A COVID-19 patient on a ventilator lies in a negative air pressure room in a 12-bed intensive care unit Thursday, November 5, 2020 at UW Hospital in Madison, Wis. The U.S. is contending with its third, and worst, wave of the virus yet. On Wednesday for the first time, more than 100,000 new COVID-19 cases were reported in a day. Mark Hoffman / Milwaukee Journal SentinelFullscreen
Registered Nurse Daniel Corral works with a COVID-19 patient Thursday, November, 6, 2020 at the El Paso LTAC Hospital. Mark Lambie / El Paso TimesFullscreen
Ventilator tubes are attached to a COVID-19 patient at Providence Holy Cross Medical Center in the Mission Hills section of Los Angeles on Nov. 19, 2020. The surge of coronavirus is taking an increasingly grim toll across the United States, even as of a vaccine appears close at hand. Jae C. Hong, APFullscreen
Registered nurses Daniele Payne, right, and Katie Zupek wearing powered air purifying respirators tend to a COVID-19 patient in a negative air pressure room in a 12-bed intensive care unit Thursday, November 5, 2020 at UW Hospital in Madison, Wis. Mark Hoffman / Milwaukee Journal SentinelFullscreen
The patient board at the El Paso LTAC Hospital identifies those infected with COVID-19. Mark Lambie / El Paso TimesFullscreen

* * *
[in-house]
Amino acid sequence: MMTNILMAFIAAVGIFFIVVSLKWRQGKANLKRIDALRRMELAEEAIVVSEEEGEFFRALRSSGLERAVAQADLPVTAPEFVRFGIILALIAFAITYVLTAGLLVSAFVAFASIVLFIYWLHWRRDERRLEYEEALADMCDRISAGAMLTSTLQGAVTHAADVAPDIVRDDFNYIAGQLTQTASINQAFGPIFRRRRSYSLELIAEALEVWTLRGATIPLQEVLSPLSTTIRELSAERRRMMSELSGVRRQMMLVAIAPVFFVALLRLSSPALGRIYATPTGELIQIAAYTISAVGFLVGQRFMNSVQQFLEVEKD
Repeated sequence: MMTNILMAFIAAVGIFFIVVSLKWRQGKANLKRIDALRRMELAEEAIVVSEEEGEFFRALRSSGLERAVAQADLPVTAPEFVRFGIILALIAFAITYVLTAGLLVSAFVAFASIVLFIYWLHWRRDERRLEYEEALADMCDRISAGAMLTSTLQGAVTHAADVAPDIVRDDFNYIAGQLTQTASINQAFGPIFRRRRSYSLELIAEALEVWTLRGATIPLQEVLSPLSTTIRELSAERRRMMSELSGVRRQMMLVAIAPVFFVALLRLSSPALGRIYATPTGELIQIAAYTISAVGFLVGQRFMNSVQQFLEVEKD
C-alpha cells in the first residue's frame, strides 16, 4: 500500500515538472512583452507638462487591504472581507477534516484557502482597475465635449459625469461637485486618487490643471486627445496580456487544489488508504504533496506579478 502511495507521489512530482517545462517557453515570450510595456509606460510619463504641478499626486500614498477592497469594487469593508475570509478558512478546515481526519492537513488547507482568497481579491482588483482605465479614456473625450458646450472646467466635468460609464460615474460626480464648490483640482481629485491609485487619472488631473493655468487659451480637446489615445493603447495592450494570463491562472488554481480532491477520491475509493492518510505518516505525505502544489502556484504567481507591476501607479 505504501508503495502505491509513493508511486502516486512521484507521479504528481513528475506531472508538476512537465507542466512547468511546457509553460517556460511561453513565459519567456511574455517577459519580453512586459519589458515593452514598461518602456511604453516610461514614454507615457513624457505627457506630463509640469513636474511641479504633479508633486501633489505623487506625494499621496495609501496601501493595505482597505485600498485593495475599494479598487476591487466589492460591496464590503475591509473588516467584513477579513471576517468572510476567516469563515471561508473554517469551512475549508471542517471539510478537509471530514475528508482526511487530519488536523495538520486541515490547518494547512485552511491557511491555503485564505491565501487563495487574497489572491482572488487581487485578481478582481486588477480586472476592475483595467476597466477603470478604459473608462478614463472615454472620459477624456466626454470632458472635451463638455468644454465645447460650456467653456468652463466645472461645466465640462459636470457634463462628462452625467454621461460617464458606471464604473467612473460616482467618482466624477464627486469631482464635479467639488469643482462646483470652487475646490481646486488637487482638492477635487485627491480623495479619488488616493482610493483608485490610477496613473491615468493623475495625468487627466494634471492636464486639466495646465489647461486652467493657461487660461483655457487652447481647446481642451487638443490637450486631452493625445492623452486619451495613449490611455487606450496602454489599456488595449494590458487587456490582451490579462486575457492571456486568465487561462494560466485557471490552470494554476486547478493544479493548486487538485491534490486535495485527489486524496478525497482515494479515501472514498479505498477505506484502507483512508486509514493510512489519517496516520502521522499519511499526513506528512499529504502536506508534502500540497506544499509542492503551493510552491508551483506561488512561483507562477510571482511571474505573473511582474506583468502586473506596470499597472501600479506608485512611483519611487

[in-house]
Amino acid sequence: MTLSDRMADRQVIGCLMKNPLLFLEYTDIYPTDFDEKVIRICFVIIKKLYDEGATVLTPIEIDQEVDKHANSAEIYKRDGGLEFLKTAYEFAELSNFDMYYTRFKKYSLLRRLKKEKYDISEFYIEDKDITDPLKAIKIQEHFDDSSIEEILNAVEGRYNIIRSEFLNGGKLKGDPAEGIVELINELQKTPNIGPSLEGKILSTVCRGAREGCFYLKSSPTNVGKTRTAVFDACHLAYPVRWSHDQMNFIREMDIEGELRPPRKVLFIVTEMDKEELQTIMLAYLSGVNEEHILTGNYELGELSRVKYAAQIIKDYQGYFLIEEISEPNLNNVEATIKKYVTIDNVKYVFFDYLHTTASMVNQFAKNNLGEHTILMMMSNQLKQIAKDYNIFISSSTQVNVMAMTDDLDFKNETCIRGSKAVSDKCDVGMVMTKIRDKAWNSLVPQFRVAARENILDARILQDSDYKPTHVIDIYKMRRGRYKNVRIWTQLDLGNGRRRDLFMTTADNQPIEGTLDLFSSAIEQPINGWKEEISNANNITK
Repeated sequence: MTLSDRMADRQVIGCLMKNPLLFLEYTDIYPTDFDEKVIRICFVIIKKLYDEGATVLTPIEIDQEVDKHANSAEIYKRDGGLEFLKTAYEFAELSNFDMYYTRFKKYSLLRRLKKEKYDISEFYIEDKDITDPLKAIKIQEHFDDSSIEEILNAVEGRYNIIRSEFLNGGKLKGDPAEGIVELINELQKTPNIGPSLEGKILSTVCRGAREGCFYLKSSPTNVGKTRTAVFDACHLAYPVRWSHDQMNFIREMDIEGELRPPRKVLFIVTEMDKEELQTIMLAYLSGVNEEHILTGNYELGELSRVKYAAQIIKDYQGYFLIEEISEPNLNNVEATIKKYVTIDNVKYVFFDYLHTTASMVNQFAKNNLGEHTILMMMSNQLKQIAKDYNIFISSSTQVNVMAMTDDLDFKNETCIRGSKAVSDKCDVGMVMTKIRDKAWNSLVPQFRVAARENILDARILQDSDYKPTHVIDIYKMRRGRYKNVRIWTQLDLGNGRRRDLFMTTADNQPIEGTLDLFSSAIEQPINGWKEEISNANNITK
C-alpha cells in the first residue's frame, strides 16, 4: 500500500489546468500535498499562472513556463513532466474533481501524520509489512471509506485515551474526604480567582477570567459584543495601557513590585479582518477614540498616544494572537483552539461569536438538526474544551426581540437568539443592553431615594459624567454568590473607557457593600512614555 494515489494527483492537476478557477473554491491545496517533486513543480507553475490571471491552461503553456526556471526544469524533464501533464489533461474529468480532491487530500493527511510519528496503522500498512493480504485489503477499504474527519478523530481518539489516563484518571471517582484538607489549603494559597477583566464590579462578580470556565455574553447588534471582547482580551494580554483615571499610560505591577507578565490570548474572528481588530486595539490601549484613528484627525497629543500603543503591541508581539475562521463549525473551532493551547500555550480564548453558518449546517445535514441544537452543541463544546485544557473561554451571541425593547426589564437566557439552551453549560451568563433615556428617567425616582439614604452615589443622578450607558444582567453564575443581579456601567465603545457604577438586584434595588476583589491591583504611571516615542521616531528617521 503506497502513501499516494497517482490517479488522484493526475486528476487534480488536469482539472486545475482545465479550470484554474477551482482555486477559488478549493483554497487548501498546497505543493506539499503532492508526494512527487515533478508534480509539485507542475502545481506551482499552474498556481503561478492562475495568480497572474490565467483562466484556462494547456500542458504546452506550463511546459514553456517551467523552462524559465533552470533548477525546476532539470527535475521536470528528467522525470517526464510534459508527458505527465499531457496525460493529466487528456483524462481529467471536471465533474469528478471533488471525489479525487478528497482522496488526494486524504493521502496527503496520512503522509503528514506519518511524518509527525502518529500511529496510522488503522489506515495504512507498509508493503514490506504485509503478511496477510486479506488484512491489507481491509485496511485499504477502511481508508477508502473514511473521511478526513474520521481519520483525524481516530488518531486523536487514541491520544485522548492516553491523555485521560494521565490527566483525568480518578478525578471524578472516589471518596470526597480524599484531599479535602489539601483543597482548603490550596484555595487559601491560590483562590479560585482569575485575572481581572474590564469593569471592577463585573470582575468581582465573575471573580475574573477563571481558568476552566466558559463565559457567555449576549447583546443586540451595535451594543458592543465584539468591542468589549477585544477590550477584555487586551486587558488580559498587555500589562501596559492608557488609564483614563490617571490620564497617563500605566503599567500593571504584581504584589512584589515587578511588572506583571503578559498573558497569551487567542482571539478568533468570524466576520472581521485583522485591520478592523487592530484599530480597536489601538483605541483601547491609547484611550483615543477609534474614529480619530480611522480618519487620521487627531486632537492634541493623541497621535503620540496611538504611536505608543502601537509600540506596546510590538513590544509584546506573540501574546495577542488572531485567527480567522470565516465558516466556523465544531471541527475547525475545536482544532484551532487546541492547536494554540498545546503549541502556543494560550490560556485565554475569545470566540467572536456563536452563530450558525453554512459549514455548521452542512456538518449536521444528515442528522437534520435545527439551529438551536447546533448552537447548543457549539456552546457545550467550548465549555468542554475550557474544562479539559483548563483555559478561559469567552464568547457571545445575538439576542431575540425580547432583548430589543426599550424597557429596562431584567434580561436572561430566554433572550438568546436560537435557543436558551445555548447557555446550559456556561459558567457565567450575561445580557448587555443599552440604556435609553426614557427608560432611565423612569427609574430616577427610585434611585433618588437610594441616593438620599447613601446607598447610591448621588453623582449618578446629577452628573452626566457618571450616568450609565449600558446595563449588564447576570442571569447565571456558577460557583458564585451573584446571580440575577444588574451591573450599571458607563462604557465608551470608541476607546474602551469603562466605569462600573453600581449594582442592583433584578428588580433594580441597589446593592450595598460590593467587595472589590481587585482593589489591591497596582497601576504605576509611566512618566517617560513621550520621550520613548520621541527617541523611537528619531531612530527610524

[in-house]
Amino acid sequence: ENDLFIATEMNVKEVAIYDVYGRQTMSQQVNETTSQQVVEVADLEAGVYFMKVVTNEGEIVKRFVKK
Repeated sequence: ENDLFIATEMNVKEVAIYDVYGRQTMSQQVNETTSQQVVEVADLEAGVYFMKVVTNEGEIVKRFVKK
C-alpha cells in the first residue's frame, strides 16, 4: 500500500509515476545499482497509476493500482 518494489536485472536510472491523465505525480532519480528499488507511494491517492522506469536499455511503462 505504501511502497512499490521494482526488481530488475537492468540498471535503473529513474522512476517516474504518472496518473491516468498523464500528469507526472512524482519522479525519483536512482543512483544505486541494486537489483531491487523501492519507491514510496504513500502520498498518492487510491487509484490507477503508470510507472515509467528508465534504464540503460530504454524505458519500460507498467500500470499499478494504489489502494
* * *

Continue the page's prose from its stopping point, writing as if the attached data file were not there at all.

EMT Giselle Dorgalli, second from right, looks at a monitor while performing chest compression on a patient who tested positive for coronavirus in the emergency room at Providence Holy Cross Medical Center in the Mission Hills section of Los Angeles, Thursday, Nov. 19, 2020. Jae C. Hong, APFullscreen
Medical staff members treat a patient suffering from coronavirus in the COVID-19 intensive care unit (ICU) at the United Memorial Medical Center (UMMC) on November 10, 2020 in Houston, Texas. Go Nakamura, Getty ImagesFullscreen
Sparrow ICU nurses Mary-Jo Julin, left, and Lauren Brandon prepare to see a COVID-19 patient under their care, Tuesday, Oct. 20, 2020, during their shift in the intensive care unit at Sparrow Hospital in Lansing. Matthew Dae Smith/Lansing State JournalFullscreen
Medical staff member Tanna Ingraham checks I.V. on a patient in the COVID-19 intensive care unit (ICU) at the United Memorial Medical Center on November 19, 2020 in Houston, Texas. Go Nakamura, Getty ImagesFullscreen
A medical staff member works on a computer as the number on the wall indicates the days since the hospital opened its COVID-19 unit at United Memorial Medical center on November 14, 2020 in Houston, Texas. According to reports, Texas has reached over 1,070,000 cases, including over 19,900 deaths. Go Nakamura, Getty ImagesFullscreen